(Photograph taken at a Soul Trak Outdoors event)
Do you remember being a kid? It seems like just yesterday I was running around outside, care free, just living and enjoying life. I remember the sense of being connected to the world around me. I wasn’t afraid to get dirty outside and refused to be inside on a nice day. I played tag, football, basketball, swam in local pools, rode bikes, and engaged in plenty more outdoors activities. I walked around the neighborhood connecting with friends, having races, only taking breaks to go inside for lunch. When thirsty, my friends and I drank water from the side of the house and went back to playing. We argued, we fought, and we made up the next day as if nothing happened. Now most people can’t even argue without holding a grudge against someone. What happened to those days? How have we as a society become so disconnected from being outdoors? Many of us have become so far removed from the outdoors that we have forgotten what it feels like to do simple things like watching the clouds and identifying their forms, to star gazing on a warm summer night.
To debunk a myth I’ll say this, black people do partake in outdoors activities. I hear too many times, “black people don’t do this” and “black people don’t do that.” Where did those ideas come from? How have we allowed ourselves to become so far removed that we hold ourselves back from experiencing new things, I’ll tell you how. A lot of black people live in the inner city or in areas where certain activities aren’t accessible. They are in areas where they aren’t exposed to nature, no more than walking outside to get in their cars to drive around a bustling city, or watching the scenery quickly pass them by from the windows of public transportation. How many times in school have you heard about black families going on camping, hiking, or skiing trips? I can’t recall one black family growing up that did anything outdoors more than cookouts, fishing, and going to the beach; yet we spent so much time outdoors as kids. Although these things have been reality in the past, we don’t have to allow for them to continue this way. We can change the narrative and get back into playing sports and partaking in other outdoors activities, while working to teach our ourselves, along with our children and youth, the value of connecting with the world around them.
I believe that a lot of black people don’t take the time to partake in outdoors activities because they lack the transportation, finances, information on local organizations, and/or simply have forgotten how to. I too had forgotten what it was like to enjoy being outdoors. I personally love being outdoors but I allowed for myself to get wrapped up in living the fast life (work, school, social media, and partying) and forgot how a simple walk outside can bring the comforting sense of piece and clarity to my life. Recently, I went on a hike and reconnected with being outdoors with a group of black millennials (a blog on the Soul Trak Outdoors organization is coming soon to a blog near you). I sat on a rock, closed my eyes, and listened to the water pass me by as the wind brushed past my ears. It was as if I was sitting next to God himself. This small action of just stopping to take in the moment put me at ease and helped me to re-center my mind, regain self-composure, and most importantly, just breath. It wasn’t until then that I was able to process my life and what peace and harmony truly mean for me. Connecting to nature gave me ability to reconnect with myself; my past present, and future.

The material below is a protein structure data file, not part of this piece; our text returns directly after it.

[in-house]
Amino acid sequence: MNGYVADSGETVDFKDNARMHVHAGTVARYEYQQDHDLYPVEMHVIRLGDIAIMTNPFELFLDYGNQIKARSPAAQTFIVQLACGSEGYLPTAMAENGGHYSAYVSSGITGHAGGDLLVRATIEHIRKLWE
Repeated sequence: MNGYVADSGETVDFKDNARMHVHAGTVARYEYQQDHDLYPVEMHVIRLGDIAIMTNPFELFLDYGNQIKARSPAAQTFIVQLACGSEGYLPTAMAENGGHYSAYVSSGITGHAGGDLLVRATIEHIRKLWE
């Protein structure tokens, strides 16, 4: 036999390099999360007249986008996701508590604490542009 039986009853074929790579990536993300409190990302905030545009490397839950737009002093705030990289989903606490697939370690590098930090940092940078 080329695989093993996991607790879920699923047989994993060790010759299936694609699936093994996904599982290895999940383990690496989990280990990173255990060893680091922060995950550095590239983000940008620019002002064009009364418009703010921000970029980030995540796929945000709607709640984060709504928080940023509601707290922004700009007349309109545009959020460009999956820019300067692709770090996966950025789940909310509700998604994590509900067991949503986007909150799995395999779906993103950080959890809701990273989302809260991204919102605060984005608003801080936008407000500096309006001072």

Now let’s talk about the benefits the outdoors offers to improving mental and physical health. Spending time outdoors has been linked to mood elevation, reducing mental fatigue and stress, aiding with fighting depression and anxiety, producing endorphins that give you a “runners high” (feel-good phenomenon when your body releases endorphins during exercise), and improves the ability to focus. Being outside also has been linked to improving memory, reducing inflammation, decreasing fatigue, protecting vision by reducing the risk of nearsightedness (myopia), lowering blood pressure, and potentially has an affect on reducing the risk of cancer. The National Park System lists 418 national park sites in the US: https://www.nationalparks.org/connect/blog/how-many-national-parks-are-there
My advice to you is to get out and explore. There are tons of groups out there that are dedicated to outdoors activities. If you cannot find any in your area, find some indoor activities that are just as good, or just simply go for a walk. You can even start a group in your area with your friends, which can also serve as a good way to network with new people. Why not get out and enjoy the free spaces that are provided to you, especially the ones that we are paying for with our tax dollars. I did, and I haven’t regretted it yet. If you do not believe me about the health benefits to being outdoors, here are a few sites for further reading and research that will help to build and increase your knowledge on the topic. Remember, healthy living is happy living.